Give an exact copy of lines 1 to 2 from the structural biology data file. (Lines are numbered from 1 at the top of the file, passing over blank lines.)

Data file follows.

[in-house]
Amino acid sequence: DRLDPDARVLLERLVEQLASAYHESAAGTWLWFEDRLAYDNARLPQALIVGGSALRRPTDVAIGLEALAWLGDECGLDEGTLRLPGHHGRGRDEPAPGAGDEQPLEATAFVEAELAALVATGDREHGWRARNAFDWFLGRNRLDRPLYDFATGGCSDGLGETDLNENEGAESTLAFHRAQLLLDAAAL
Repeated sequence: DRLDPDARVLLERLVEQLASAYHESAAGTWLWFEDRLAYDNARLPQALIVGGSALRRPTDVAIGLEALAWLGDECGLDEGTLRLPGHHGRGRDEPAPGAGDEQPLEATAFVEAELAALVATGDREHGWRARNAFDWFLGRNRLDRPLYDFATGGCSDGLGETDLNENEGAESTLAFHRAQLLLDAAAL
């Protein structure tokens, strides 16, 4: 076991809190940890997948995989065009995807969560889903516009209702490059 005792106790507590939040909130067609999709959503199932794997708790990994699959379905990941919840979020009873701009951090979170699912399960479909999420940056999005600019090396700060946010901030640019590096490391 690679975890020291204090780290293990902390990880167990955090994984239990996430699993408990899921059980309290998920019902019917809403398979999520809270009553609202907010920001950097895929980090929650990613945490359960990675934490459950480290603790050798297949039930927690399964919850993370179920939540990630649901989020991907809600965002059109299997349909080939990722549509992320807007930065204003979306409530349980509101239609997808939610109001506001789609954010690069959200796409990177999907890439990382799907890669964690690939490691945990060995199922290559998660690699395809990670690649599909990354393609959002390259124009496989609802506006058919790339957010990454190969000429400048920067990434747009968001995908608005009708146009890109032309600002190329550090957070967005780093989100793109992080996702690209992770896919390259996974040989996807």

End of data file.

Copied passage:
[in-house]
Amino acid sequence: DRLDPDARVLLERLVEQLASAYHESAAGTWLWFEDRLAYDNARLPQALIVGGSALRRPTDVAIGLEALAWLGDECGLDEGTLRLPGHHGRGRDEPAPGAGDEQPLEATAFVEAELAALVATGDREHGWRARNAFDWFLGRNRLDRPLYDFATGGCSDGLGETDLNENEGAESTLAFHRAQLLLDAAAL